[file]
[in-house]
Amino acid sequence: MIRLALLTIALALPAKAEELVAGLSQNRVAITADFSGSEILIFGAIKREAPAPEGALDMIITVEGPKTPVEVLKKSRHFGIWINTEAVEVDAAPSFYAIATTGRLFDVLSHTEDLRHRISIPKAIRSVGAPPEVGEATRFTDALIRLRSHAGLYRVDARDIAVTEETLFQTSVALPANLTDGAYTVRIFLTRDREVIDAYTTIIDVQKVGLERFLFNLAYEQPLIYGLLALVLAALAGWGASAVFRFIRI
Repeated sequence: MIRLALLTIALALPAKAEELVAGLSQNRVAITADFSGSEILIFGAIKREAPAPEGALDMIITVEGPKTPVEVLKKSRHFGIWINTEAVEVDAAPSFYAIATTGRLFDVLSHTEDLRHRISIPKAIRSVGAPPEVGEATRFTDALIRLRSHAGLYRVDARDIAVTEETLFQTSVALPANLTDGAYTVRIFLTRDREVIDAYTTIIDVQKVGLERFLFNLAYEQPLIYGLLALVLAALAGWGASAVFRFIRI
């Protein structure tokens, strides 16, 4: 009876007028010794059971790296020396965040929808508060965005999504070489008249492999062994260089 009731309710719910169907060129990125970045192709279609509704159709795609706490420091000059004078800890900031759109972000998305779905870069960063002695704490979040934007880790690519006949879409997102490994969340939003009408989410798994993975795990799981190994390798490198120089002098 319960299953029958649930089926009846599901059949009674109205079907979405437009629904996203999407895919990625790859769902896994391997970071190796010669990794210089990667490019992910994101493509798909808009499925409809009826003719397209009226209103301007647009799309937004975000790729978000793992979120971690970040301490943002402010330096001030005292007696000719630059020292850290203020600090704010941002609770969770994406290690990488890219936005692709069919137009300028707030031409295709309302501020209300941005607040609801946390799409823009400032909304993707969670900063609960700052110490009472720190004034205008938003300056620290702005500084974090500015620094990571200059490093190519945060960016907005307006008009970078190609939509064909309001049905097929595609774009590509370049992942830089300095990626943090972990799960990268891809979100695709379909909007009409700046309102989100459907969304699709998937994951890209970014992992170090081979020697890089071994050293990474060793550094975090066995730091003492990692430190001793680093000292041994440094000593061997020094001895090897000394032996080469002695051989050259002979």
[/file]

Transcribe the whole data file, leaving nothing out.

[in-house]
Amino acid sequence: MIRLALLTIALALPAKAEELVAGLSQNRVAITADFSGSEILIFGAIKREAPAPEGALDMIITVEGPKTPVEVLKKSRHFGIWINTEAVEVDAAPSFYAIATTGRLFDVLSHTEDLRHRISIPKAIRSVGAPPEVGEATRFTDALIRLRSHAGLYRVDARDIAVTEETLFQTSVALPANLTDGAYTVRIFLTRDREVIDAYTTIIDVQKVGLERFLFNLAYEQPLIYGLLALVLAALAGWGASAVFRFIRI
Repeated sequence: MIRLALLTIALALPAKAEELVAGLSQNRVAITADFSGSEILIFGAIKREAPAPEGALDMIITVEGPKTPVEVLKKSRHFGIWINTEAVEVDAAPSFYAIATTGRLFDVLSHTEDLRHRISIPKAIRSVGAPPEVGEATRFTDALIRLRSHAGLYRVDARDIAVTEETLFQTSVALPANLTDGAYTVRIFLTRDREVIDAYTTIIDVQKVGLERFLFNLAYEQPLIYGLLALVLAALAGWGASAVFRFIRI
């Protein structure tokens, strides 16, 4: 009876007028010794059971790296020396965040929808508060965005999504070489008249492999062994260089 009731309710719910169907060129990125970045192709279609509704159709795609706490420091000059004078800890900031759109972000998305779905870069960063002695704490979040934007880790690519006949879409997102490994969340939003009408989410798994993975795990799981190994390798490198120089002098 319960299953029958649930089926009846599901059949009674109205079907979405437009629904996203999407895919990625790859769902896994391997970071190796010669990794210089990667490019992910994101493509798909808009499925409809009826003719397209009226209103301007647009799309937004975000790729978000793992979120971690970040301490943002402010330096001030005292007696000719630059020292850290203020600090704010941002609770969770994406290690990488890219936005692709069919137009300028707030031409295709309302501020209300941005607040609801946390799409823009400032909304993707969670900063609960700052110490009472720190004034205008938003300056620290702005500084974090500015620094990571200059490093190519945060960016907005307006008009970078190609939509064909309001049905097929595609774009590509370049992942830089300095990626943090972990799960990268891809979100695709379909909007009409700046309102989100459907969304699709998937994951890209970014992992170090081979020697890089071994050293990474060793550094975090066995730091003492990692430190001793680093000292041994440094000593061997020094001895090897000394032996080469002695051989050259002979």